I Belong Here by Anita Sethi

I Belong Here cover

I Belong Here by Anita Sethi is subtitled A Journey Along the Backbone of Britain and is due to be published on the 29th of April 2021 (Bloomsbury) and as it’s tagged ‘Outdoors and Nature.’ I was a bit disappointed that the first fifth of the book the author concentrated on writing about a horrendous experience she had while travelling on the Trans Pennine railway line when she was racially abused at great length by a fellow passenger. Luckily she was able to film some of it on her phone, and she also had good support from the railway staff. This culminated in the perpetrator being taken off the train and handcuffed. Eventually he pled guilty, but the experience haunted/haunts Anita and she keeps returning to the subject throughout the book. This isn’t surprising as the man had threatened to set her on fire. If you live in the UK you’ll probably remeber the case being on the news. I hope writing this book was a cathartic experience for her.

I can only imagine how annoying it must be when people keep asking you where you come from because you have brown skin, as if generations of brown and black skinned people haven’t been born in Britain. When Anita Sethi met Prince Charles he asked her where she came from and when she replied Manchester he said – you don’t look like you come from Manchester. Proving that Charles is indeed his father’s son. To be fair though, I bet that if I ever met him he would have had to make some sort of remark about me having red hair! That’s just another thing that can rile up strange people, as can a Scottish accent as I know myself, having been made to feel very unwelcome by some people while living in the south of England – or even just visiting England. Brexit has definitely emboldened bigots.

I had been under the impression that this was a book about nature and hill walking but that part of the book seemed like a long time in coming, which I found quite frustrating, but when the nature writing began I was impressed by it, and I hope she writes more in that vein. Her descriptions of rock formations and water ‘forces’ as waterfalls are called in ‘the north’ (of England) made me take note of the places she visited with a view to following in her footsteps, when we’re allowed to travel again – if I’m not too old by then!

The author does go off at tangents at times so there are a lot of subjects covered in the book, including grief – after the unexpected death of her friend who was only 28. She writes about the etymology of some words which I always find interesting, immigration and the Windrush scandal, mental health and ‘forest bathing’ – to name just a few subjects.

All in all I enjoyed being in Anita Sethi’s company most of the time, and meeting the people she had had conversations with along the way. I would have preferred less of the angst and more of the nature though.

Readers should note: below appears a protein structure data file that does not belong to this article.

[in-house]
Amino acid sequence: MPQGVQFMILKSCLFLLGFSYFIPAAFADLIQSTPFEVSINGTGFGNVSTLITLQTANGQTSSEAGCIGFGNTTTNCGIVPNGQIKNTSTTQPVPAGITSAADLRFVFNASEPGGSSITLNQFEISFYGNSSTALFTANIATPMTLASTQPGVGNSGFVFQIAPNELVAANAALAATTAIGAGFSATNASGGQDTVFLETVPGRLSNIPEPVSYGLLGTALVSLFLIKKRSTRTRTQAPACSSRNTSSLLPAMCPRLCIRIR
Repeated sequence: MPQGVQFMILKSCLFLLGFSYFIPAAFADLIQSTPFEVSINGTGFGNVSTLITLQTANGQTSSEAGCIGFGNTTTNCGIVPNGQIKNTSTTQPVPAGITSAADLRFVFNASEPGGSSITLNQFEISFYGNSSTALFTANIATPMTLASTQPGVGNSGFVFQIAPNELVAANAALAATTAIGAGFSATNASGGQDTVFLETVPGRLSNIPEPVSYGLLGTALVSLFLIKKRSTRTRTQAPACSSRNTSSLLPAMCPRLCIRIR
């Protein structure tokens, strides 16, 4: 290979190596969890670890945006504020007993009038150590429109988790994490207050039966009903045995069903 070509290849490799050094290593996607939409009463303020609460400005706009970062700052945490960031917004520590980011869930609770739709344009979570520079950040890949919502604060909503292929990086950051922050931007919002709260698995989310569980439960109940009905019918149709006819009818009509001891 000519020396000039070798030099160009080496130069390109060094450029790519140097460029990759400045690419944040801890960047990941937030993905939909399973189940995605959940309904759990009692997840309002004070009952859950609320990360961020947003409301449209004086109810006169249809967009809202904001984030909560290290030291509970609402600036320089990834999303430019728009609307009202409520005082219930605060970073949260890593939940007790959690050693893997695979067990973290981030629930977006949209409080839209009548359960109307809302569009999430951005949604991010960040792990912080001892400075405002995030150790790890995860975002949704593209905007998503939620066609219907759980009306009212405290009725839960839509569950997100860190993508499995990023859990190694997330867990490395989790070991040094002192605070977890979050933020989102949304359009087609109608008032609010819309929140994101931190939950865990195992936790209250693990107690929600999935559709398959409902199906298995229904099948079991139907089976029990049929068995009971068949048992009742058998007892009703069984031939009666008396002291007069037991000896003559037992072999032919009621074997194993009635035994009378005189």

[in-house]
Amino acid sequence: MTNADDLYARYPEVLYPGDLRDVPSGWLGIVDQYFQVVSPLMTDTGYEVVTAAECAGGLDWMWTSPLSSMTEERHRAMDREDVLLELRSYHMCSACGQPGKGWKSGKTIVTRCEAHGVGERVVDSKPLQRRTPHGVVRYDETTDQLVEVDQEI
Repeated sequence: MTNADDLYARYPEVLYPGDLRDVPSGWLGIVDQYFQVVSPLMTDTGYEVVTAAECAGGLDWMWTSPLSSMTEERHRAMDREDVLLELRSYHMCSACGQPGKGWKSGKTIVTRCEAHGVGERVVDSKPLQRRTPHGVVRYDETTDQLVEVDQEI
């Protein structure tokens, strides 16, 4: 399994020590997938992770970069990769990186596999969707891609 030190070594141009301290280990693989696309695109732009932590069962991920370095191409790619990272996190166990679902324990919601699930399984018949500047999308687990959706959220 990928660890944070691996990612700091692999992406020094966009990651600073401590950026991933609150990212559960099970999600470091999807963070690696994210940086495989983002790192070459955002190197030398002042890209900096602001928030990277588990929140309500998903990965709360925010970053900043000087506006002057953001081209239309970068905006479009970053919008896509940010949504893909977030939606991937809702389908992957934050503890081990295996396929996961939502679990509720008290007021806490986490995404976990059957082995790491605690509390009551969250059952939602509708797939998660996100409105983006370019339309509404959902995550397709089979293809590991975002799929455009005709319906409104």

I was sent this ebook by Bloomsbury for review via Netgalley.

Off In a Boat by Neil Gunn

Off in a Boat cover

Off In a Boat by Neil Gunn is an account of the journey that he and his wife embarked on in 1937 after he decided to give up his safe job in the civil service, sold their house and bought a 27 foot wooden boat so that they could explore the Inner Hebrides. It seems that neither of them knew much about sailing but they had charts and read books before they set off. The boat that Neil Gunn bought was in need of a lot of work as it was in bits when he viewed it first but that didn’t put him off buying what was a far from ideal vessel. If you look at the book cover you’ll see that the living space must have been cramped to say the least and Gunn’s wife – affectionately known as the Crew had a hard time of it, and wore out her trouser knees as she had to crawl around so much while she did the cooking.

It could be said that the pair were foolhardy in their ambition as if the engine had stopped while in wild water they would have been toast – but they survived. Half-way through the journey they were joined by his wife’s brother who was known as the Mate and luckily he had more experience of sailing and engines although he was happier when he was able to hoist the sail and turn the engine off.

Although this book was written in 1937 I imagine that the actual journey part of it would be much the same today although the landmarks used in the navigation will be very different, but it isn’t just an account of a journey and adventure through beautiful scenery, he also incorporates Celtic and Norse legends, references Boswell and Johnson and highlights the hospitality and kindness that they experienced from the ordinary local people. Sadly the same could not be said for the rich landowners, some of whom had the delusion that they owned the sea and any fish in it and also had the right to steal oars from anyone who happened to have had the temerity to beach their rowing boat near their land. In some ways the new landlords were even worse than those who had cleared their land of crofters, forcing them to sail to America and Canada – and replacing them with more lucrative sheep.

I was unsure about this book when I bought it but I ended up enjoying it even more than Neil Gunn’s most famous novel The Silver Darlings.